Europe Stocks Rise as Earnings, Stimulus Trim Post-Brexit Lossesby and
European equities rose to the highest level since the Brexit vote as Daimler AG’s better-than-estimated earnings buoyed automakers and Japanese premier Shinzo Abe promised greater support to the economy.
The Stoxx Europe 600 Index advanced 1.1 percent to 336.26 at the close, reaching within 10 points of erasing its losses since Britons voted to leave the European Union. Sixteen of the 19 industry groups on the gauge climbed. Benchmark measures in Italy, Spain and France increased at least 1.6 percent each as investors speculated corporate earnings are robust enough to help equities weather the fallout from Brexit.
A strong start to the earnings-reporting season complements optimism that global policy makers will adopt looser monetary policy to prevent disruptions from political uncertainty in the U.K. While Abe is expected to unveil expanded stimulus measures, the Bank of England may cut rates this week, adding to the dovish stances of U.S. and European central banks.
“Brexit was something that affected the market more on a short-term basis,” said Pierre Mouton, who helps manage about $9 billion at Notz, Stucki & Cie. in Geneva. “If we look at fundamental facts, the economic figures have been good, which helps the sentiment. We know central banks won’t raise rates. There’s some agreement to provide a backstop in case of panic and that’s already a lot.”
The Stoxx 600 trades at 14.8 times the projected earnings of its members, compared with a five-year average of 13. The measure is still down 8.7 percent this year.
In the U.K., Theresa May is set to take charge as prime minister after her rival pulled out of the race for premiership. Investors awaited details of her leadership team to gauge the extent of support the new regime will extend to businesses.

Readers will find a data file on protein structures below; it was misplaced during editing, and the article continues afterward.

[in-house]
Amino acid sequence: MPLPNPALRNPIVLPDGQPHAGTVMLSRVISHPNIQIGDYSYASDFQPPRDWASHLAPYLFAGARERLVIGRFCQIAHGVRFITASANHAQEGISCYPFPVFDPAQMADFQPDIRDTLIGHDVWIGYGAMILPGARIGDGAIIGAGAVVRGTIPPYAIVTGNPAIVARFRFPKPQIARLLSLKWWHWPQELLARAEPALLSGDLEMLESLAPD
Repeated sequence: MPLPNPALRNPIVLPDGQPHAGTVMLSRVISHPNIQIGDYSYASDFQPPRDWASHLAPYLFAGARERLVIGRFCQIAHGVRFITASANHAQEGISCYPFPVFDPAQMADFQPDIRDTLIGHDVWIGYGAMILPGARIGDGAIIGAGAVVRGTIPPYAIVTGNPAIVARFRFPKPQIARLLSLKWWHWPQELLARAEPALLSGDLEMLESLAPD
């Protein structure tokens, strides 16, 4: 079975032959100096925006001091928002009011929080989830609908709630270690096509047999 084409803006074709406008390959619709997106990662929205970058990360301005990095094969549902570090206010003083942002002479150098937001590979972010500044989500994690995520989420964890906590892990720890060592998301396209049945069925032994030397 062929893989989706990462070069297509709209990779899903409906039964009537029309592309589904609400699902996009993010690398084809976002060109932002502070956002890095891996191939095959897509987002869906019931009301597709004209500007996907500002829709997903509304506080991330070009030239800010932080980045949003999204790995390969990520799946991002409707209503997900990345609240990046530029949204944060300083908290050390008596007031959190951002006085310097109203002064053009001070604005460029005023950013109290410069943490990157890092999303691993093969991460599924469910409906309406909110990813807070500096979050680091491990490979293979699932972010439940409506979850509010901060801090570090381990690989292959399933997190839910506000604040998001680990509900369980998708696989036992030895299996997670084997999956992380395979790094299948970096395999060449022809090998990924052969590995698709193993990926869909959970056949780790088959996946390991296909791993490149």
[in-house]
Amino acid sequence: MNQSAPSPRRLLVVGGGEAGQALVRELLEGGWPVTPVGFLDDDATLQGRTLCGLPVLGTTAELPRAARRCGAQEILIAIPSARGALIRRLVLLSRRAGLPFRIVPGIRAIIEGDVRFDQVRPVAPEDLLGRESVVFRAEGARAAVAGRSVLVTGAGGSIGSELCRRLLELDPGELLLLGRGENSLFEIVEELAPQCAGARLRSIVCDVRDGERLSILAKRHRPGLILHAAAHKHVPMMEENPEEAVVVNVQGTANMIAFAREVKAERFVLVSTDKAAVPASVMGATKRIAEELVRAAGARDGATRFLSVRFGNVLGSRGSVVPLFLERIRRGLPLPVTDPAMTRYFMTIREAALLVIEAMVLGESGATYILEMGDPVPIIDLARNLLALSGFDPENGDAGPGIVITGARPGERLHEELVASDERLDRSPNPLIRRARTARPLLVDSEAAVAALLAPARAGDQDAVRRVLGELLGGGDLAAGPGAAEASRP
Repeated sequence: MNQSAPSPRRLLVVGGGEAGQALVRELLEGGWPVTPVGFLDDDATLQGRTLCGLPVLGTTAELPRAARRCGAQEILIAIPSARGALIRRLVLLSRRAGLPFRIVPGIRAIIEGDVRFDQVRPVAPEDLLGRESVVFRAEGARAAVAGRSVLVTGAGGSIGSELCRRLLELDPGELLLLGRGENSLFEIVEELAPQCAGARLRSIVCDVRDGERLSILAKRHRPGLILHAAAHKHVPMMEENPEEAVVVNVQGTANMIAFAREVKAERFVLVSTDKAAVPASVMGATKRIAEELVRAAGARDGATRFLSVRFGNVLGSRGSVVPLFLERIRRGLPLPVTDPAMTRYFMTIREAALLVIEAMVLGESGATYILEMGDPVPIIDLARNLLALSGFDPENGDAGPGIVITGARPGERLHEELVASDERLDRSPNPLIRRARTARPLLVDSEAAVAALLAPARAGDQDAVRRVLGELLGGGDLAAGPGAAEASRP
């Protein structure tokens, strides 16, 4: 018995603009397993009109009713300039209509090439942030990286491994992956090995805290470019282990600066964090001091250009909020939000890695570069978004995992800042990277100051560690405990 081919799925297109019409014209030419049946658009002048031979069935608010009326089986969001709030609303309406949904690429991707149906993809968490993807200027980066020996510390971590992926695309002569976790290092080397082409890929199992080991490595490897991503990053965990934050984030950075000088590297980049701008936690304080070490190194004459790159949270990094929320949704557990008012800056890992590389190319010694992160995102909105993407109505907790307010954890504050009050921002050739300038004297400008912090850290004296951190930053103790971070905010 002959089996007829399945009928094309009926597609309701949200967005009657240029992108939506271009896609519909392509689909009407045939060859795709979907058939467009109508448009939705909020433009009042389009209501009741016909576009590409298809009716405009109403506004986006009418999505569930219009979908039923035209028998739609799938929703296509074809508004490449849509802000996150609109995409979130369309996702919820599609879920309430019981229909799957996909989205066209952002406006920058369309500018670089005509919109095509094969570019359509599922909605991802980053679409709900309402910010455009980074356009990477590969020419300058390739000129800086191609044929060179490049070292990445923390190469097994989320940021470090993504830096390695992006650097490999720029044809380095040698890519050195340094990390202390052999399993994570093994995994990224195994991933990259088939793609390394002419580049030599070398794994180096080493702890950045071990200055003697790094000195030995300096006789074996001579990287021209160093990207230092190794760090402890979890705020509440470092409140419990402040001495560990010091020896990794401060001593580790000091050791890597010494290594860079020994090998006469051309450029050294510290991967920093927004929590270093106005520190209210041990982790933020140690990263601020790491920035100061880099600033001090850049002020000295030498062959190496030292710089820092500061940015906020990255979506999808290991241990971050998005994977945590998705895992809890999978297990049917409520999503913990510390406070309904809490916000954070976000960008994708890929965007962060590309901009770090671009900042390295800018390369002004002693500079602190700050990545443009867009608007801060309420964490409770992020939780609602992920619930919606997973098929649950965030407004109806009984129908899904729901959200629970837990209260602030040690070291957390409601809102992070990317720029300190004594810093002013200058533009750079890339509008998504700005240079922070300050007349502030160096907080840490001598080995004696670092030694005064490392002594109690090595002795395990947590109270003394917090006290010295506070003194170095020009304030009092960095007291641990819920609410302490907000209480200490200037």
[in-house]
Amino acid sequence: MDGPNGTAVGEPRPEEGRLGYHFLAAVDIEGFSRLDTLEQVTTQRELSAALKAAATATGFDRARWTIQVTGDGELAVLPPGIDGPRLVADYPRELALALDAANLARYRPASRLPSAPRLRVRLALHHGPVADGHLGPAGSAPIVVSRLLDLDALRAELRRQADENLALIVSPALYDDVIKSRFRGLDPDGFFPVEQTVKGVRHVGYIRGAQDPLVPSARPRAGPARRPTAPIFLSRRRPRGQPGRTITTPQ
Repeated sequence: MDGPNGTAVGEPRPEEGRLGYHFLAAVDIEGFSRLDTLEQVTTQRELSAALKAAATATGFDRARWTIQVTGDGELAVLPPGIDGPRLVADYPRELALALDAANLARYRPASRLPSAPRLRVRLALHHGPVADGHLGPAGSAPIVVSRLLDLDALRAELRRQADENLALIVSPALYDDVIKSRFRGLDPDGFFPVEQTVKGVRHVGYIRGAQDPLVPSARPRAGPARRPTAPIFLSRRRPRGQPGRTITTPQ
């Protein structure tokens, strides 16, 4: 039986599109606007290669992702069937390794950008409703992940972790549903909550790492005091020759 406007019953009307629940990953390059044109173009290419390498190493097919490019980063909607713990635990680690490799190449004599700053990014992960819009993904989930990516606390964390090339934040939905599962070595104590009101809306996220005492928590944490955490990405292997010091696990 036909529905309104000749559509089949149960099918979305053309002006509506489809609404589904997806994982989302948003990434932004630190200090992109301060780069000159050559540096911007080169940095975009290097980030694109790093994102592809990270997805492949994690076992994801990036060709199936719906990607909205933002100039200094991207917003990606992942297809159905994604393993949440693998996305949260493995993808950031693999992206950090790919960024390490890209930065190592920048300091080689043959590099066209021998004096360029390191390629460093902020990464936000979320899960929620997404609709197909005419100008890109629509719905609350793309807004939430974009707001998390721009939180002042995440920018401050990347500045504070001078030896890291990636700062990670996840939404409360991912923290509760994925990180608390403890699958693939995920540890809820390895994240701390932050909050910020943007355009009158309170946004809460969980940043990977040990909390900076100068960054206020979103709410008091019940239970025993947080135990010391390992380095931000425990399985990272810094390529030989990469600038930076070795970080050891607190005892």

Daimler gained 4.4 percent as second-quarter results showed the company solidified its lead in the luxury-car market and posted better-than-estimated earnings despite more than 1 billion euros ($1.1 billion) in one-time costs. Goldman Sachs Group Inc. said the company’s forecasts now look more achievable.
Italian banks led a gauge of peers to the highest level since June 23. UBI Banca SpA rallied 11 percent Banca Popolare dell’Emilia Romagna SC added 8.2 percent.
UniCredit SpA surged 13 percent after unveiling measures to boost its capital. Italy’s biggest lender sold a 10 percent stake in FinecoBank for gross proceeds of 328 million euros ($365 million). Analysts said UniCredit’s strategic initiatives will be a positive factor in their rating decisions.
ASOS Plc jumped 4 percent to a two-year high after reporting four-month sales that beat expectations and saying it anticipates full year sales growth at the upper end of the 20 percent to 25 percent range.
DNB ASA tumbled 7.6 percent, the most since April 2012, after the Norwegian lender posted second-quarter profit that missed expectations. The bank also said its impairment losses for 2016 will be probably higher than previously stated.